Petry and colleagues recently conducted a paired double-meal crossover study with lpa bean seeds with both high and low PP and their parent beans with normal PA levels [176]. Lpa seeds were derived by chemical mutagenesis and had only a small fraction of their original PA concentration (5%–10%). Highest iron absorption of 6.1% was observed from the lpa seed high in PP (PP, 140 mg/meal; PA, 25 mg/meal), followed by 4% iron absorption from the lpa seed low in PP (PP, 32 mg/meal; PA, 45 mg/meal). Iron absorption from the parent beans high in PA (590 and 690 mg/meal) was 3.8% and 2.7% respectively. This was unexpected as iron absorption from beans in the absence of PA has been reported to depend on PP concentration [35]. The authors suggested that their findings were due to the much stronger inhibitory nature of PA compared to the PP present in the beans. The PA concentration in the lpa bean high in PP (PA: iron molar ratio 0.6:1) was about half that of the lpa bean low in PP (PA: iron molar ratio 1.2:1), resulting in a higher absorption even in the presence of the higher PP content. This study confirmed that PA is the major inhibitor of iron absorption from beans and indicates that the lpa mutation could be introduced in beans independent of the PP concentration and thus independent of bean color.
Figure 4. Fractional iron absorption and total amount of iron absorbed from a biofortified and a control bean with natural PA level, after partial and almost total dephytinization [38].
Figure 4. Fractional iron absorption and total amount of iron absorbed from a biofortified and a control bean with natural PA level, after partial and almost total dephytinization [38].
Nutrients 07 01144 g004

3.4. Can Iron-Biofortified Beans be an Efficacious Intervention to Combat Iron Deficiency?

In bean-consuming communities, the high iron level in the biofortified varieties coupled with the relatively high bean consumption and modest iron absorption indicate that beans should be a good vehicle for iron biofortification, despite their high PA content. Although iron absorption from beans is relatively low, biofortified beans have a much higher iron level than regular beans and with a daily consumption of 100 g biofortified beans provide about 10 mg iron, a 5 mg increase in daily iron intake as compared to consuming the same quantity of regular beans. The observed fractional iron absorption from composite bean meals of around 4%–7% would thus provide an adult women with 400–700 μg absorbed iron per 100 g biofortified beans, an increase as compared to the regular beans. Consumption of 100 g biofortified beans in a composite meal with potato or rice could therefore provide up to half of the daily absorbable iron requirement of women of child bearing age [210].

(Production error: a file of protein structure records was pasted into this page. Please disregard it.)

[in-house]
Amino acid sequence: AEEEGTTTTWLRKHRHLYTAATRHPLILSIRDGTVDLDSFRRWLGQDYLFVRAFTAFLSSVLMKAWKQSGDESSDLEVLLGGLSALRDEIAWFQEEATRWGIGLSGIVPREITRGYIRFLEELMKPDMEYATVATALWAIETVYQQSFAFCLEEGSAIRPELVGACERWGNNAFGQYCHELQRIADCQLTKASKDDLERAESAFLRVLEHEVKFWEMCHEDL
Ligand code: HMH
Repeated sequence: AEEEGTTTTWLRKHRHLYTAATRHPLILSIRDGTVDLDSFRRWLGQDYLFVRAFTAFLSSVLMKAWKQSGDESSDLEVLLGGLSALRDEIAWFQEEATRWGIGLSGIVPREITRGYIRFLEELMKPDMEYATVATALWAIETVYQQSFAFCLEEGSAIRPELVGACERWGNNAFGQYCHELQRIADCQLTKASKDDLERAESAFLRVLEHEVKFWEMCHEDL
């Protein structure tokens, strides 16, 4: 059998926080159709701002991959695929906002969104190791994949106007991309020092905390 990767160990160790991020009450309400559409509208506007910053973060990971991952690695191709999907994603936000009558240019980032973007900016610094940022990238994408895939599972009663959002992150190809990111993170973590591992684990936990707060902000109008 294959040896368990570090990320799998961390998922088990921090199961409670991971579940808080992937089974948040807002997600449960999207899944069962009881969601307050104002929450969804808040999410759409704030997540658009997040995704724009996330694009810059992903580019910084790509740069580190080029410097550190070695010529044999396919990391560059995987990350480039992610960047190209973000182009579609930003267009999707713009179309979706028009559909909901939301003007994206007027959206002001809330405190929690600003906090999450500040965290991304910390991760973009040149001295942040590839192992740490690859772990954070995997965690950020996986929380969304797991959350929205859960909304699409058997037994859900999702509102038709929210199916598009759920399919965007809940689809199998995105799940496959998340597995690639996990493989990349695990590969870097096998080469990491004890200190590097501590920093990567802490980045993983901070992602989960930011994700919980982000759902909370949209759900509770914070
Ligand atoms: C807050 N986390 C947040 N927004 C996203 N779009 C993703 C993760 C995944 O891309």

Experience from efficacy studies that have demonstrated improved iron status in populations consuming iron-fortified foods can be used to evaluate the potential of iron-biofortified staples. Hallberg et al. [211] estimated that it took 2–3 years to stabilize a new iron balance when increasing the bioavailable iron intake, although 80% of the final impact is achieved in the first year, and around 40% of final impact in 5–6 months. Most iron fortification efficacy studies that have demonstrated improved iron status, have provided the iron-fortified foods for 6–9 months. The successful ferrous sulfate efficacy studies in women or children of marginal iron status indicated that an additional 7 mg additional iron per day was necessary to significantly improve iron status [152].
Showing efficacy with iron-biofortified beans will be more difficult than for most iron-fortified foods as the additional daily iron provided by biofortified beans is restricted at present to about 5 mg/100 g, and the iron bioavailability will be less due to the high PA and lack of ascorbic acid or EDTA recommended for high phytate fortified foods [19]. More time might be needed to demonstrate improved iron status in efficacy studies with biofortified beans. The first studies with biofortified beans have been completed in Mexico and Rwanda (although not yet published), indicating that biofortified beans can be efficacious at improving iron status [212].

4. Conclusions